Dominic P. Golec

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T cell development is a highly dynamic process that is driven by interactions between developing thymocytes and the thymic microenvironment. Upon entering the thymus, the earliest thymic progenitors, called CD4(-)CD8(-) 'double negative' (DN) thymocytes, pass through a checkpoint termed "β-selection" before maturing into CD4(+)CD8(+) 'double positive' (DP)(More)
T cell development is dependent on the migration of progenitor cells from the bone marrow to the thymus. Upon reaching the thymus, progenitors undergo a complex developmental program that requires inputs from various highly conserved signaling pathways including the Notch and Wnt pathways. To date, Ras signaling has not been implicated in the very earliest(More)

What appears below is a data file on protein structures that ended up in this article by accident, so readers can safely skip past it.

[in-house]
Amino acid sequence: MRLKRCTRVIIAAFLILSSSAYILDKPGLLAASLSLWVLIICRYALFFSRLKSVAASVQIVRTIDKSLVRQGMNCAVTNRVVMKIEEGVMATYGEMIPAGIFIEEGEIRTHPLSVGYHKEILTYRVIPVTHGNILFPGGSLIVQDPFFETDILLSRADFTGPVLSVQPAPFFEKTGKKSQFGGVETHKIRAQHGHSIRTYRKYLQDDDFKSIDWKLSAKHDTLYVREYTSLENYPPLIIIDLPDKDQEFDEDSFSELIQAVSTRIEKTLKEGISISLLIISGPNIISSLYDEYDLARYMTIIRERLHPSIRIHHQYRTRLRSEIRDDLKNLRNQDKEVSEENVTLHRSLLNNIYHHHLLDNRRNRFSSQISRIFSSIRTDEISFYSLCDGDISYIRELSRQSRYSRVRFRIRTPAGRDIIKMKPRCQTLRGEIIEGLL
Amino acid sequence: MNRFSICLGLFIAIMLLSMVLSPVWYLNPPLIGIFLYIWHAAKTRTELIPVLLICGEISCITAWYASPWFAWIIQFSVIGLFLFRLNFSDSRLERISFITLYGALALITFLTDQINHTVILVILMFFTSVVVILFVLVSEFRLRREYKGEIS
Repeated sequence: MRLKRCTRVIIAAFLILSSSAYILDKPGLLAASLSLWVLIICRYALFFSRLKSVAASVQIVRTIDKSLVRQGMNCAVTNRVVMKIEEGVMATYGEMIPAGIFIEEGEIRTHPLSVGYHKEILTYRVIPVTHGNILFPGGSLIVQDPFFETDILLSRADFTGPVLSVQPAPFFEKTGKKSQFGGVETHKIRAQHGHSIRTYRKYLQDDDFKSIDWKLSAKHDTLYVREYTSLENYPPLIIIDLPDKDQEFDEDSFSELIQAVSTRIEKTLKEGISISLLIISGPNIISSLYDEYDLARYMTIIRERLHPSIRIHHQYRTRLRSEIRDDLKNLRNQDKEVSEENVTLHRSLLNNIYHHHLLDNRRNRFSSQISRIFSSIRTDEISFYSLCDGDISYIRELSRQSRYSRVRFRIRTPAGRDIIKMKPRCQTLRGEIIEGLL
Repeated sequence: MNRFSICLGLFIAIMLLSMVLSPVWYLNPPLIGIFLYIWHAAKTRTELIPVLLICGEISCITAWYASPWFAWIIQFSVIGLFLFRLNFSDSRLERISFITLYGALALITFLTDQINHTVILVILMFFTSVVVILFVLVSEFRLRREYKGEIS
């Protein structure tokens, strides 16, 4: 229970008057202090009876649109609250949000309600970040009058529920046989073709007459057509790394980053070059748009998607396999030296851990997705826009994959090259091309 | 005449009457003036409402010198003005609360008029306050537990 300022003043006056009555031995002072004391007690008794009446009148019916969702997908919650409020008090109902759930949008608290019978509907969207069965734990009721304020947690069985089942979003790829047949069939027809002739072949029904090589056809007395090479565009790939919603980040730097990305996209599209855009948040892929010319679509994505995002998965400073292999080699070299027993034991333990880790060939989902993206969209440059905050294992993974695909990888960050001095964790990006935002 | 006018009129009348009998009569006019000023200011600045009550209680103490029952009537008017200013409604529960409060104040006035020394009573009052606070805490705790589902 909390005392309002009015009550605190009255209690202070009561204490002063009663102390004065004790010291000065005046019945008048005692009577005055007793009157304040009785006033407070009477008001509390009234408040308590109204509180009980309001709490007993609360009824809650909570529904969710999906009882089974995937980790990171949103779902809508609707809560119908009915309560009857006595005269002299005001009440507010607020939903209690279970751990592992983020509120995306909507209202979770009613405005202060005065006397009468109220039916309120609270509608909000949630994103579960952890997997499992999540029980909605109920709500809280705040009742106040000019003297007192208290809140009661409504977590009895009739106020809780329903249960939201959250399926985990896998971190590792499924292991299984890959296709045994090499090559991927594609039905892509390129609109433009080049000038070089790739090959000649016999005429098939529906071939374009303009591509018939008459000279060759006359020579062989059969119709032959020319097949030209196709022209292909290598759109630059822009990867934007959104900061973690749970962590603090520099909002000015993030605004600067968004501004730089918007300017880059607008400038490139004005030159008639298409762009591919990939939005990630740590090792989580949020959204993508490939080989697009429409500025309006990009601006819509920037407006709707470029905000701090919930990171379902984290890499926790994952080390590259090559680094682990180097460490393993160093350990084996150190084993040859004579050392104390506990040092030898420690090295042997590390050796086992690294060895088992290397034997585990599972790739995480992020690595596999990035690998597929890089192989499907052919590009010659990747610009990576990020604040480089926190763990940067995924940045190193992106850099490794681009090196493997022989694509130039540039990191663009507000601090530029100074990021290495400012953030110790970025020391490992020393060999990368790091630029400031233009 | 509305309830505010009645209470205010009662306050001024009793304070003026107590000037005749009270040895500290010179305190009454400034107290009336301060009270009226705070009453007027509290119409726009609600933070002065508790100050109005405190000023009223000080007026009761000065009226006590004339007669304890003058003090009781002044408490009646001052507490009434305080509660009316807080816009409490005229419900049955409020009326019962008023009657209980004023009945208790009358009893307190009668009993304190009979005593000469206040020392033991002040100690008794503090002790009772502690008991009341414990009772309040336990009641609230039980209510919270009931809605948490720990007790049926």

Strong T cell receptor (TCR) signaling largely induces cell death during thymocyte development, whereas weak TCR signals induce positive selection. However, some T cell lineages require strong TCR signals for differentiation through a process termed agonist selection. The signaling relationships that underlie these three fates are unknown. RasGRP1 is a Ras(More)
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